Sunday, May 24, 2020

In the pandemic and beyond, workers' greatest hope is when they stand together, and they can't depend on a political party to stand with them

(To the right, Barack Obama at the 2005 AFL-CIO national convention in Chicago)

I remember being very impressed with the young senator from Illinois as he spoke at the 2005 AFL-CIO national convention in Chicago about the dignity of the worker and the bold history of the labor movement in this country.

“They could have accepted their lot in life or waited for someone else to save them,” Barack Obama told the crowd of thousands. “Through their actions they risked life and living. They chose to act. In time, they won. … It started with hope, and it ended with the fulfillment of a long-held ideal. A humble band of laborers against an industrial giant – an unlikely triumph against the greatest odds – a story as American as any.”

A few years later, as Obama became president, he saw those promises and dreams plunge into the abyss of the Great Recession as countless workers lost their homes and their livelihood. So what did the nation’s first African American president do? He assembled an all-star Wall Street insider group of advisers—Larry Summers, Timothy Geithner, Rahm Emanuel--to help him guide American Business back to safe harbor. Banks were too big to fail, and corporate bailouts were the order of the day.

As for those laborers whose praises Obama sang in Chicago, they got no bailouts and they struggled as best they could to survive.

Working class people in America today really have no safe harbor, even in a pandemic that has real unemployment hovering around 20 percent, the highest since the Great Depression. The Republican Party, as always, looks at them with deep suspicion that they’re all either freeloaders or potential freeloaders who want an easy ride on the back of the billionaire class that funds the GOP and the journalists and preachers who use their podiums to teach obedience.

In the White House is a renegade Republican who talked the talk to working people on the campaign trail but who never walked the walk. He serves the bosses, not the people who work under them. He orders meatpackers and poultry workers back to work but says nothing to the owners to make sure the workplace is safe. He has even promised owners protection from liability. Like your typical cookie cutter Republican, he is contemptuous of government oversight and safety regulations.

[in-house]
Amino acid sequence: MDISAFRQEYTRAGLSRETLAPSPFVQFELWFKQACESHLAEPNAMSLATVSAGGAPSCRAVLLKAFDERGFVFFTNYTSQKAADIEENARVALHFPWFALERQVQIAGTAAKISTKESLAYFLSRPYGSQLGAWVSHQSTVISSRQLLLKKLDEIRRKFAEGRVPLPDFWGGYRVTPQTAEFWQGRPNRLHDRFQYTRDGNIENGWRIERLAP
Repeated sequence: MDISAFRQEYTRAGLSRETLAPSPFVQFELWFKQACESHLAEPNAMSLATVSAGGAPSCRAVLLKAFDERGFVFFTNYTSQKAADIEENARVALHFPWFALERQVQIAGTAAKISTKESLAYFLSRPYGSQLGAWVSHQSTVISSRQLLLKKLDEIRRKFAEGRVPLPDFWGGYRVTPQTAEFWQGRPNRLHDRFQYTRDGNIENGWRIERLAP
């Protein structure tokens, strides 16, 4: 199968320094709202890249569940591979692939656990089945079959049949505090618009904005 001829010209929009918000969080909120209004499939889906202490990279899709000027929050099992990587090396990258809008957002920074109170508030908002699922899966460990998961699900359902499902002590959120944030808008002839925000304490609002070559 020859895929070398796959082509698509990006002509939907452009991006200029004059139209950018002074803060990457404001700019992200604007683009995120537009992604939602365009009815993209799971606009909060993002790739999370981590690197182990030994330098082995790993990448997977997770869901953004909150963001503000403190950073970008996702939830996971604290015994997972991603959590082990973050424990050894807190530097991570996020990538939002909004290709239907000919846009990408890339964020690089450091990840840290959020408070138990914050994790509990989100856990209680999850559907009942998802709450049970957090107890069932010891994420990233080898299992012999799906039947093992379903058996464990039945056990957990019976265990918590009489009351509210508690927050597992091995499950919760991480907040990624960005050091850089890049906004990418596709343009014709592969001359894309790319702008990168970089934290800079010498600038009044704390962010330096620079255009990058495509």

During the administrations of Franklin D. Roosevelt and Lyndon Johnson, workers could turn to the Democratic Party as a loyal ally. However, the party largely abandoned the working class after the 1960s and became the party of identity politics where one’s race, gender, and sexual orientation, not class, are paramount to one’s identity.

Obama and his vice president, Joe Biden, who now will lead the party in this year’s presidential election (among his likely advisers is Obama’s old hand Larry Summers), liked to boast their credentials as men of the people, but they led a party too beholden to its corporate donors and too bereft of a true uniting vision to speak to regular folks any more. That’s why many of those folks, out of desperation, turned to the empty promises of the demagogue who now occupies the White House. At least he offered them the illusion of a promise, certainly more than what Bill and Hillary Clinton ever offered.

Bernie Sanders was a ray of hope to working people, but he has largely joined the party machinery since his abdication. Perhaps he tired of being an outsider in the millionaires club that the U.S. Senate still is.

The current pandemic has exposed the ugliness of the American economy, where workers depend on the management class for their health insurance, which those workers lose when they lose their jobs.  Income inequality is at a 50-year high in the United States, which Donald Trump loved to boast as the world’s greatest economy before the coronavirus landed on our shores.

This is a nation where the prison system has become the world’s largest gulag, and struggling minorities and immigrants sit in its barbaric cells for months, even years, before they can receive a semblance of justice. Watch as those prisoners become an increasingly popular source of cheap labor. That’s what happened when sanitation workers in New Orleans went on strike earlier this month to protest their $10.25-an-hour average wages and unsafe working conditions during the pandemic. They were fired and replaced by prison inmates making $1.33 an hour.

Still more and more workers are rising up. Teamsters are once again revolting against the Hoffa dynasty that has compromised the union’s mission as a voice for laboring people. Smithfield Foods workers have protested the lack of safety measures in their jobs.

“At the edge of despair, in the shadow of hopelessness, ordinary people make the extraordinary decision that if we stand together, we rise together,” Obama told the crowd that day in Chicago in 2005. “And we do.”

He was right. Obama was always good at speeches. He told the truth, a lived truth and the only hope for American workers, and they don’t need a politician to tell them that it is true.